A compromise like that would be fine with Rob Rzeczkowski, the young principal of St. Kevin School. “We do the best we can to keep things under control,” he says, but he acknowledges that today’s popular culture is hitting kids like a fire hose. “Every year we take a leap in accessibility to the world around us. There’s not a lot we can do to stop that, I’m afraid.”
We watch teens having sex on prime-time TV. We put our eight-year-olds in vampy Halloween costumes. We take our 13-year-olds to Victoria’s Secret to shop for birthday presents for their friends. But we’re shocked, shocked, when kids start grinding in middle school. As the kids would say: Whateverrrr.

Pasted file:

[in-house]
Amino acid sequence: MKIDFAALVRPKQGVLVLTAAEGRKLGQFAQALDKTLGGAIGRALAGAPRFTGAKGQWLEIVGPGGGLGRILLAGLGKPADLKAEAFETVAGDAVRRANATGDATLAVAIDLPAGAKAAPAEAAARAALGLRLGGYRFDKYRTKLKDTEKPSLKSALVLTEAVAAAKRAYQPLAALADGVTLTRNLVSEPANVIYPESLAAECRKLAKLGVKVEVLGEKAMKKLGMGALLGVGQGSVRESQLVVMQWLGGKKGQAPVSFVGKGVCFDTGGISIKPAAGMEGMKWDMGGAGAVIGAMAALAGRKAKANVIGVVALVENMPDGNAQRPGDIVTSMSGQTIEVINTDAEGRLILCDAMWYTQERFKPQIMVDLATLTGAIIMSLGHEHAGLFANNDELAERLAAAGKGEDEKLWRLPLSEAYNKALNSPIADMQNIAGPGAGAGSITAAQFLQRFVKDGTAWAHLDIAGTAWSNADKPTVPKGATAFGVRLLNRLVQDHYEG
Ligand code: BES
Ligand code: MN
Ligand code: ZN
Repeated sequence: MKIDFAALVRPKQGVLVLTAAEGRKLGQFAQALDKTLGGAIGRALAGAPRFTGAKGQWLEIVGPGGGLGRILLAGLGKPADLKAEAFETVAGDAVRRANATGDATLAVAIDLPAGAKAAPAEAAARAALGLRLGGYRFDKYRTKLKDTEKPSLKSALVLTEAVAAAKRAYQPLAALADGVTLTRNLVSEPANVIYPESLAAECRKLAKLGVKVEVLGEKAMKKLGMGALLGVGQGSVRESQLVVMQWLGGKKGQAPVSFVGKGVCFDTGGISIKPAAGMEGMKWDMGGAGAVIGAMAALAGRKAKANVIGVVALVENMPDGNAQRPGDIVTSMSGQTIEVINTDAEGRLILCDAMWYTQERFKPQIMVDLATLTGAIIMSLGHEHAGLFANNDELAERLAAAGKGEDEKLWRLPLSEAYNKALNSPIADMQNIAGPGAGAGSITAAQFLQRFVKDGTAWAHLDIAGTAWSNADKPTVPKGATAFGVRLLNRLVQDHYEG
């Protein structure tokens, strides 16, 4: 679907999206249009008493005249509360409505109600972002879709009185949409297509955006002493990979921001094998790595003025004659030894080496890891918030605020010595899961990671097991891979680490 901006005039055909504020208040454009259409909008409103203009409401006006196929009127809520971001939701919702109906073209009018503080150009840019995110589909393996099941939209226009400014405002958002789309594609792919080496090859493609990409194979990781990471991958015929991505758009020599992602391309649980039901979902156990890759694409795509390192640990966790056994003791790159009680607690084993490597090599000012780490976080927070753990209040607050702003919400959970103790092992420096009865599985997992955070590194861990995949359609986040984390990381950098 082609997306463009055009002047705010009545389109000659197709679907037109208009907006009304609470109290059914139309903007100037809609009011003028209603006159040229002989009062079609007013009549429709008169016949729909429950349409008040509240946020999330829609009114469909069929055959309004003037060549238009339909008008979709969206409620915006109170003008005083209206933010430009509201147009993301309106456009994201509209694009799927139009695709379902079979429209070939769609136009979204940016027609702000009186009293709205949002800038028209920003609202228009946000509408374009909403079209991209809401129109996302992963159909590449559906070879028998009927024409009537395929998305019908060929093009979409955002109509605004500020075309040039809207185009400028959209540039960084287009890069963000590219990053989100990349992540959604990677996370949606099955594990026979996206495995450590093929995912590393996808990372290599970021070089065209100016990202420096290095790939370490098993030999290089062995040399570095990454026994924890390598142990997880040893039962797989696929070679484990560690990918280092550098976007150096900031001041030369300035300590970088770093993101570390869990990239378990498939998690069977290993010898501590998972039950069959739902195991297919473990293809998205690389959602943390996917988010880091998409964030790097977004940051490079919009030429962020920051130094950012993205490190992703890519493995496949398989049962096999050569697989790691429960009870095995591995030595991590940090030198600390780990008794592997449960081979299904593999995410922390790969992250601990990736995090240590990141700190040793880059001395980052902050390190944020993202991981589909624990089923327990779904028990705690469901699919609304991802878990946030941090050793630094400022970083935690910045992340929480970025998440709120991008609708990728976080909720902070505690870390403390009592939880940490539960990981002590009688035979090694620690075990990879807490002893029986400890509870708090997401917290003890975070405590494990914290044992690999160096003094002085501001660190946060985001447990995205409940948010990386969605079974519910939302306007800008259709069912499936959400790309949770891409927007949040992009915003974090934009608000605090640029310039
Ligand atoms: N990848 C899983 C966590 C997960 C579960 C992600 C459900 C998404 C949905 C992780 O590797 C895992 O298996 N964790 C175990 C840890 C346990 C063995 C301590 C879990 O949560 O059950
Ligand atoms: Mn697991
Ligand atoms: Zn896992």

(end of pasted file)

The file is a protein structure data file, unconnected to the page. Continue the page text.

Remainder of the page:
And whatever anti-grinding scheme the principals come up with next, it won’t have much effect, other than to make them look like every sputtering, impotent school principal in every Disney movie. Grinding will become passé eventually, but don’t hold your breath. “It’s just so accepted among students,” says Bravacos of the Conestoga Spoke. “It’s a chance for girls to break out and guys to … act like pimps, I guess. And there’s this expectation that what happens on the dance floor stays on the dance floor.”
To them, dancing is all about performance. Appearances to the contrary, it’s not about interaction. The dancing may be sexualized, but it’s not really sexual. It’s more like landing a bit part in “Glee.”
As for my daughter, what exactly did she do at the St. Kevin School dance? I don’t know, and I don’t think I want to know. I just hope she didn’t get freaky-deaky — or else we’re moving to Morocco.